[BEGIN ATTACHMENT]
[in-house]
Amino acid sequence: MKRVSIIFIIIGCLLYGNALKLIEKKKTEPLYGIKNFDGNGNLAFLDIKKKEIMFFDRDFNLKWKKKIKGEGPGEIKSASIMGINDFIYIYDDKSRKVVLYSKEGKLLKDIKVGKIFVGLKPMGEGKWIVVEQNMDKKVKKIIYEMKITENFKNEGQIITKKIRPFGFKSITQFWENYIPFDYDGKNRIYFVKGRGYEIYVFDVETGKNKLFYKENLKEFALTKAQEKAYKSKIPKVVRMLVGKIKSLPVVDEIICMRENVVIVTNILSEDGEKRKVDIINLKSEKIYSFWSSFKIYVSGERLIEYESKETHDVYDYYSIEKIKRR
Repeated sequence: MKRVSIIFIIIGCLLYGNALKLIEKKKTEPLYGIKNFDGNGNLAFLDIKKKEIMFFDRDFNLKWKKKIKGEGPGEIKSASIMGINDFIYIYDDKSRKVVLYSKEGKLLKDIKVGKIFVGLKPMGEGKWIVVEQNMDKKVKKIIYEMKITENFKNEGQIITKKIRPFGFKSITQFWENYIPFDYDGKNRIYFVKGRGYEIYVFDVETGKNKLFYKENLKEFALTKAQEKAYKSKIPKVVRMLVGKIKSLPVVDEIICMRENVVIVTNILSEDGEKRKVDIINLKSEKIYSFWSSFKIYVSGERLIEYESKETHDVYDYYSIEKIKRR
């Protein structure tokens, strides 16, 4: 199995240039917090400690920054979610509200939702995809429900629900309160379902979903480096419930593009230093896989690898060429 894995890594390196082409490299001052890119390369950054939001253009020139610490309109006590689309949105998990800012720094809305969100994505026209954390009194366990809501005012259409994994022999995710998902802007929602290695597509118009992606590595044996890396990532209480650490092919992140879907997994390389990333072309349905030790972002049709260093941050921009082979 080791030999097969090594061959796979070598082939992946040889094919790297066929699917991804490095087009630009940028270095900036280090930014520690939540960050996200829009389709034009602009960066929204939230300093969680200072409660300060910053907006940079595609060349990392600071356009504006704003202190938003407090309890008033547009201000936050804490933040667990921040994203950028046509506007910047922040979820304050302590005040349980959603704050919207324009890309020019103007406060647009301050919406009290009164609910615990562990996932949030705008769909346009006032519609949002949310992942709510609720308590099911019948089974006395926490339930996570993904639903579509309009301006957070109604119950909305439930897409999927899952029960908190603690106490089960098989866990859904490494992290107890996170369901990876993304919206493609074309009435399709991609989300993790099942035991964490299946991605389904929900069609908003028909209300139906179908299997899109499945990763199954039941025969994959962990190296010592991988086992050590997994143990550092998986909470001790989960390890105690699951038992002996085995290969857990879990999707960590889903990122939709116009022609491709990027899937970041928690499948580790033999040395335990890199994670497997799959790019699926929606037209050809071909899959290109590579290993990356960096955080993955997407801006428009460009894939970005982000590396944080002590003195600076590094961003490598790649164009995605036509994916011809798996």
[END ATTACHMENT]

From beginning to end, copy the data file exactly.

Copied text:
[in-house]
Amino acid sequence: MKRVSIIFIIIGCLLYGNALKLIEKKKTEPLYGIKNFDGNGNLAFLDIKKKEIMFFDRDFNLKWKKKIKGEGPGEIKSASIMGINDFIYIYDDKSRKVVLYSKEGKLLKDIKVGKIFVGLKPMGEGKWIVVEQNMDKKVKKIIYEMKITENFKNEGQIITKKIRPFGFKSITQFWENYIPFDYDGKNRIYFVKGRGYEIYVFDVETGKNKLFYKENLKEFALTKAQEKAYKSKIPKVVRMLVGKIKSLPVVDEIICMRENVVIVTNILSEDGEKRKVDIINLKSEKIYSFWSSFKIYVSGERLIEYESKETHDVYDYYSIEKIKRR
Repeated sequence: MKRVSIIFIIIGCLLYGNALKLIEKKKTEPLYGIKNFDGNGNLAFLDIKKKEIMFFDRDFNLKWKKKIKGEGPGEIKSASIMGINDFIYIYDDKSRKVVLYSKEGKLLKDIKVGKIFVGLKPMGEGKWIVVEQNMDKKVKKIIYEMKITENFKNEGQIITKKIRPFGFKSITQFWENYIPFDYDGKNRIYFVKGRGYEIYVFDVETGKNKLFYKENLKEFALTKAQEKAYKSKIPKVVRMLVGKIKSLPVVDEIICMRENVVIVTNILSEDGEKRKVDIINLKSEKIYSFWSSFKIYVSGERLIEYESKETHDVYDYYSIEKIKRR
């Protein structure tokens, strides 16, 4: 199995240039917090400690920054979610509200939702995809429900629900309160379902979903480096419930593009230093896989690898060429 894995890594390196082409490299001052890119390369950054939001253009020139610490309109006590689309949105998990800012720094809305969100994505026209954390009194366990809501005012259409994994022999995710998902802007929602290695597509118009992606590595044996890396990532209480650490092919992140879907997994390389990333072309349905030790972002049709260093941050921009082979 080791030999097969090594061959796979070598082939992946040889094919790297066929699917991804490095087009630009940028270095900036280090930014520690939540960050996200829009389709034009602009960066929204939230300093969680200072409660300060910053907006940079595609060349990392600071356009504006704003202190938003407090309890008033547009201000936050804490933040667990921040994203950028046509506007910047922040979820304050302590005040349980959603704050919207324009890309020019103007406060647009301050919406009290009164609910615990562990996932949030705008769909346009006032519609949002949310992942709510609720308590099911019948089974006395926490339930996570993904639903579509309009301006957070109604119950909305439930897409999927899952029960908190603690106490089960098989866990859904490494992290107890996170369901990876993304919206493609074309009435399709991609989300993790099942035991964490299946991605389904929900069609908003028909209300139906179908299997899109499945990763199954039941025969994959962990190296010592991988086992050590997994143990550092998986909470001790989960390890105690699951038992002996085995290969857990879990999707960590889903990122939709116009022609491709990027899937970041928690499948580790033999040395335990890199994670497997799959790019699926929606037209050809071909899959290109590579290993990356960096955080993955997407801006428009460009894939970005982000590396944080002590003195600076590094961003490598790649164009995605036509994916011809798996």